Tzniut arms and legs- What are the sources for covering elbows and knees? - Matan - The Sadie Rennert

Tzniut arms and legs- What are the sources for covering elbows and knees? Rabbanit Debbie Zimmerman

Shevat 5782 | January 2022

Topic : Tzniut .

She'ela

Hi. Please could you help.
My daughter wants to know the source for covering her elbows and knees and where is the source for the length of a skirt or top. Thank you

Teshuva

If there was a straightforward answer to your question I would point you to a verse in the Torah, a page in the gemara, or a paragraph in Shulchan Aruch – perhaps all three – and that would be that. But in this case, it is not so simple; not only are there are no clear-cut early sources, but this is also a loaded topic – one that can often lead to tension in the household, or between a woman and religious tradition.

So, before I answer your question I will preface it with certain remarks. Then I will do my best to provide you with central sources on the subject. I am also happy to answer any follow up questions.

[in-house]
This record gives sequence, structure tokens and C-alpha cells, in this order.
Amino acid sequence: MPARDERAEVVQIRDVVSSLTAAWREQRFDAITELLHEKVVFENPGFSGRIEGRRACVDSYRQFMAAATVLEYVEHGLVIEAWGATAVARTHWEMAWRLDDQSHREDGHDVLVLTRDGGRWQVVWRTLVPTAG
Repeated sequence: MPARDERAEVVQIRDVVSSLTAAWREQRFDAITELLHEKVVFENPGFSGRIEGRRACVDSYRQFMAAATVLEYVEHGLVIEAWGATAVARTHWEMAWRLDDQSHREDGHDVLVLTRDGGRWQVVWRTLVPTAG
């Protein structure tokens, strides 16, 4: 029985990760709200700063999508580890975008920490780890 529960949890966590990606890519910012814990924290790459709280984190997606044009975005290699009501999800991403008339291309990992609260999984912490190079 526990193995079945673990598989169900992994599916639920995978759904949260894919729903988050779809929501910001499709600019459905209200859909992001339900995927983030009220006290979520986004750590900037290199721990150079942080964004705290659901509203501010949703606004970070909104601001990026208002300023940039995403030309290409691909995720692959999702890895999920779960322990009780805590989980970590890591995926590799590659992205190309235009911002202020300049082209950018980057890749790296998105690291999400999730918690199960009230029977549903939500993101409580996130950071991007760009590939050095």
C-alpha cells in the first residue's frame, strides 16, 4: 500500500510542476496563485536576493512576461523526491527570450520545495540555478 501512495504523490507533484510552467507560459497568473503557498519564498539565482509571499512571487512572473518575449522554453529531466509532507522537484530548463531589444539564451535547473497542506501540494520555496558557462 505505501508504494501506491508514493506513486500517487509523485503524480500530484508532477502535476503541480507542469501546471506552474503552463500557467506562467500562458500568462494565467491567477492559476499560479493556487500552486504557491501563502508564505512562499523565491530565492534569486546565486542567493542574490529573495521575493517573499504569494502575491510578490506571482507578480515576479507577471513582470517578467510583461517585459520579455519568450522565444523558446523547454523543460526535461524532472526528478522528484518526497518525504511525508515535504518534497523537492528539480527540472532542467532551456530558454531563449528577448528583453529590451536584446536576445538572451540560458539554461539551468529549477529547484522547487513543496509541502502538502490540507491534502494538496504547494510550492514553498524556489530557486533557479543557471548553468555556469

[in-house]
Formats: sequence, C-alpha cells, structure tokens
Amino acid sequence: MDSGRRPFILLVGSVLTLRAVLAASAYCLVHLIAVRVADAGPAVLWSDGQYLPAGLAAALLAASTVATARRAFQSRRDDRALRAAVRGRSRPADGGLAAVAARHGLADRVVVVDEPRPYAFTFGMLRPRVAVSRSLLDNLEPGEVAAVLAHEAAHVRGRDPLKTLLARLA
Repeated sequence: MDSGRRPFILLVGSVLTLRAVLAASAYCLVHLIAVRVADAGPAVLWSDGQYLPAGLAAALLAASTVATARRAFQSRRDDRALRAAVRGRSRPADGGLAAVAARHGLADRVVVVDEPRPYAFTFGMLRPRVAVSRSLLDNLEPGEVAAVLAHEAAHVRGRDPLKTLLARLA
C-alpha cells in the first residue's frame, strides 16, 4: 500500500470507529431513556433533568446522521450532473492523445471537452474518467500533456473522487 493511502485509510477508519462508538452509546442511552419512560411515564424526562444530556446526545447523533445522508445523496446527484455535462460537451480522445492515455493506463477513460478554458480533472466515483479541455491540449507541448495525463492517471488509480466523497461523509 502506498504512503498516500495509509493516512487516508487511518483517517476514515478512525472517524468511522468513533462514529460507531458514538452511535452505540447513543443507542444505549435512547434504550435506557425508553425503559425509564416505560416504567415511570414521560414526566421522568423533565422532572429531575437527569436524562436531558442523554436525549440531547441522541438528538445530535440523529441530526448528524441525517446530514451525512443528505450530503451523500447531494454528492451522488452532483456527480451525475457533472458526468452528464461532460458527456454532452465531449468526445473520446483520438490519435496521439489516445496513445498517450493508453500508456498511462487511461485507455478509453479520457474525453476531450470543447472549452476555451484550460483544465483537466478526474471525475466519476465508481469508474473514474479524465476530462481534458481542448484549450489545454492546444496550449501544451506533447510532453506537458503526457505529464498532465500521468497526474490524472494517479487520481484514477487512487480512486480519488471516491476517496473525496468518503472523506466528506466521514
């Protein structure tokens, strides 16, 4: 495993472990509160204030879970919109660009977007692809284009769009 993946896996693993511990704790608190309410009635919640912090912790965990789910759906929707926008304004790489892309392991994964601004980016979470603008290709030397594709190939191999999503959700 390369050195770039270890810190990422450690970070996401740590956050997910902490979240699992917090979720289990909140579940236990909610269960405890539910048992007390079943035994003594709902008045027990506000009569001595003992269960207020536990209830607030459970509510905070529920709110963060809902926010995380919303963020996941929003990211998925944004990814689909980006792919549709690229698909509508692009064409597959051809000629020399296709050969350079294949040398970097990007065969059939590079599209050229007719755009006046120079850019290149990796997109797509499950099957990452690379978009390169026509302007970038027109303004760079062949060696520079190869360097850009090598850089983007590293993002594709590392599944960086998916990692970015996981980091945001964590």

Preface:

As mentioned above, there are few clear sources in the Talmud and Rishonim that describe halacha of woman’s dress. In my humble opinion, there are both philosophical and societal reasons for the scarcity. Laws of personal modesty are heavily related to societal norms of dress and are therefore subject to some change depending on time and place. Conversely, when societal norms are modest there is no need to discuss these norms. When Talmudic sources talk about “tzniut,” our modern word for modesty, they are not discussing hemlines; the word generally refers to modest behavior that applies to both men and women – behaviors that minimize the physical to accentuate the spiritual.

This idea often gets lost as modern rabbinic authorities try to combat Western culture’s crude emphasis and objectification of the physical body – and specifically women’s bodies. While the intention is worthy, the tools are questionable. All too often the focus is on hemlines and fabric cuts, imposing strict rules for women’s dress, frequently without explanation or clear halachic tradition. And while halachic discussions commonly detail size and length and boundaries – the minimum size of sukka, the precise volume of wine, the exact height of an eruv marker – it can feel uncomfortable when these halachic terms are applied to a woman’s body.